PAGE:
Stagflation Ahead? Dr. Doug Cardell Predicts


Stagflation – Part 1

What Is Stagflation? Stagflation, a term that combines stagnation—low economic growth— and inflation, is not just a harmful economic condition but a potentially catastrophic one. It represents
a devastating combination of limited economic growth, high inflation, and high unemployment. While a severe supply-side shock, such as the early seventies OPEC oil embargo, can trigger it,
the cause is more often unwise economic policies, like high government spending or low interest rates. Stagflation frequently leads to a wage-price spiral when caused by poorly conceived
monetary policy. These complex interactions present the Federal Reserve (the Fed) with a particularly vexing problem, as attempting to solve one factor may exacerbate the others.

While the most often cited example is the Carter Presidency, it began much earlier. The initial cause was the increased borrowing during the Johnson administration to fund the Vietnam War and the war on poverty. It continued off and on through the Nixon, Ford, and Carter administrations. I was in Washington during the stagflation in early 1971, hired to aide a recently elected Member of Congress who was sworn in that January. I started in mid-February. On my first day, I was walking through a capitol corridor and happened to fall in step next to someone who looked familiar. I was walking and reading a policy brief when I saw a group of reporters with cameras and microphones blocking the way.

I kept walking and slowed along with the man next to me. A reporter extended a microphone toward the man next to me after saying, “Are you going to ‘jawbone’ me, Mr. Secretary? As it happened, the man next to me was John Connally, the newly confirmed Secretary of the Treasury. I just stood there, trying to look like I knew what was going on as the Secretary had a brief, informal press conference. Needless to say, my friends and family were astonished that I was on the national news on my first day. The term, jawbone, was Connally’s Texas speak for his plan to avoid wage and price controls by persuading companies and unions to voluntarily hold off wage and price increases. The plan didn’t work as well as he’d hoped, and the administration ultimately instituted wage and price controls. Stagflation often brings with it harsh measures that are employed in an attempt to control it.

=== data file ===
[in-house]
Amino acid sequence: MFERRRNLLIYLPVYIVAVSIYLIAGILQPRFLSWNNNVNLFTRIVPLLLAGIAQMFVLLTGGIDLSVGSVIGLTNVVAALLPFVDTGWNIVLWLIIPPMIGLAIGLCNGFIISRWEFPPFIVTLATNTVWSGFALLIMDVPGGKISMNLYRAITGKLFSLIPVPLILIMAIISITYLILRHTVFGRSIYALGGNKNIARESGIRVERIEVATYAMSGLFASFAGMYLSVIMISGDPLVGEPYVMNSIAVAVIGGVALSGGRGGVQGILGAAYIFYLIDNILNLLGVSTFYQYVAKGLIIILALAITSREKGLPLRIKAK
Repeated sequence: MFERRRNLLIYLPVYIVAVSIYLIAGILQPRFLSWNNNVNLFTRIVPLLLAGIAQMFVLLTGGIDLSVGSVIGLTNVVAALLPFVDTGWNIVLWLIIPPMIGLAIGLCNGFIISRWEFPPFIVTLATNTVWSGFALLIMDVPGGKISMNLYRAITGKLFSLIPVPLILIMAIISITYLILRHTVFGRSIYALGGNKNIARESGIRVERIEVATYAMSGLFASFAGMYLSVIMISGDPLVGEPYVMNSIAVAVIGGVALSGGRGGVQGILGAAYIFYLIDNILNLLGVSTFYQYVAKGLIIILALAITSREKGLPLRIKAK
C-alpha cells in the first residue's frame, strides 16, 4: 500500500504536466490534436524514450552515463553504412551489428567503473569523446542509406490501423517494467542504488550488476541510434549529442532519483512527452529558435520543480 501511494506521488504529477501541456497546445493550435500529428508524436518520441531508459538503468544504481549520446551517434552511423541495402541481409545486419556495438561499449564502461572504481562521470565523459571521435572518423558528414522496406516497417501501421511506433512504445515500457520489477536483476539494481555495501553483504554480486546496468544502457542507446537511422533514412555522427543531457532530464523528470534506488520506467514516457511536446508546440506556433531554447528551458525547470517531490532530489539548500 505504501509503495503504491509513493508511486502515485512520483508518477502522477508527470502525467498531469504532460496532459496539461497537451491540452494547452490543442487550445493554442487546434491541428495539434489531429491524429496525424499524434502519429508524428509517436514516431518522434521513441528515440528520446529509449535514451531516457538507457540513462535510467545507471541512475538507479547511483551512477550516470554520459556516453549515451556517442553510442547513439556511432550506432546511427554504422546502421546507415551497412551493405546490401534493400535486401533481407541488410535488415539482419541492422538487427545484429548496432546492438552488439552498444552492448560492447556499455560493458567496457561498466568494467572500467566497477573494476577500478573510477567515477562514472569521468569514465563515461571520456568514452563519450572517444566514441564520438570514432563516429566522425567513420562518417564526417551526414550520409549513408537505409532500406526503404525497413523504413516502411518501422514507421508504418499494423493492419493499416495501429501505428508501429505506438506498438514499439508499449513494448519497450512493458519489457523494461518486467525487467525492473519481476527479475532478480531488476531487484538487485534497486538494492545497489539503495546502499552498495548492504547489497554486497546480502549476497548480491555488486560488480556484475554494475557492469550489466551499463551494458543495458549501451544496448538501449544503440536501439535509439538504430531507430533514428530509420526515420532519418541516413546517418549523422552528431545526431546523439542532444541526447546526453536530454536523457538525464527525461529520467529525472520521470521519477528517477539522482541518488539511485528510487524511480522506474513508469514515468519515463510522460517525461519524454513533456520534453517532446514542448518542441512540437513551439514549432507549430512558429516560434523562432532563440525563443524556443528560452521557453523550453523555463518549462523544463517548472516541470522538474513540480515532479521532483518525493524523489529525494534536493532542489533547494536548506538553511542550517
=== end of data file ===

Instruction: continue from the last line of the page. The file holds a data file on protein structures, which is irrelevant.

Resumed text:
Let’s examine the current economic landscape.

The latest GDP figures reveal a first-quarter 2024 growth of 1.6%, the lowest in two years and one-third below the projections. The inflation rate is  3.5% and rising faster than expected. The unemployment rate is 3.9% and has slowly increased for the past 20 months. These figures indicate more than a potential risk of stagflation, a scenario that could have significant economic implications and should not be taken lightly.

 The Hanke  Misery Index, which measures the effect of the economic picture on real people, is now at 12.5 and rising compared to a nominal 7.

How did this happen? In the opening paragraph, I noted that stagflation is usually caused by high government spending or low interest rates. The Biden administration, Congress, and the Fed did both and, in the process, raised the national debt by about six and a half trillion dollars in only three years, by far the largest three-year increase in American history. Adding borrowed money to the economy, which is, of course, what happens when the government then spends it, always increases inflation. The Fed might have been able to mitigate the coming crisis but acted indecisively. Despite inflation beginning in earnest in April 2021, the Fed kept interest rates ​below 1% until a year later, when it raised them to 2%. Too little, too late. I don’t know whether the administration convinced the Fed that borrowing and spending would not increase inflation (remember, they labeled one of their spending bills the Inflation Reduction Act) or if the Fed’s projections convinced the administration that their strategy was safe, or they didn’t talk to each other.


Still, the result was two wrongs, making things even worse.

Part Two next week

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joe cucchiella
joe cucchiella
5 days ago

Ha ha, the FED in its last presser on interest rates by Chairman J. Powell in response to this very question stated he sees no stag nor flation. Is Chair Powell doing a Pinocchio?

joe cucchiella
joe cucchiella
5 days ago

Nvidia and Apple Rival Gold as Inflation HedgeWe asked: Which haven protects best against inflation?
Source: Bloomberg MLIV Pulse survey May 6-10. Respondents who chose `other’ wrote in: bonds, cash,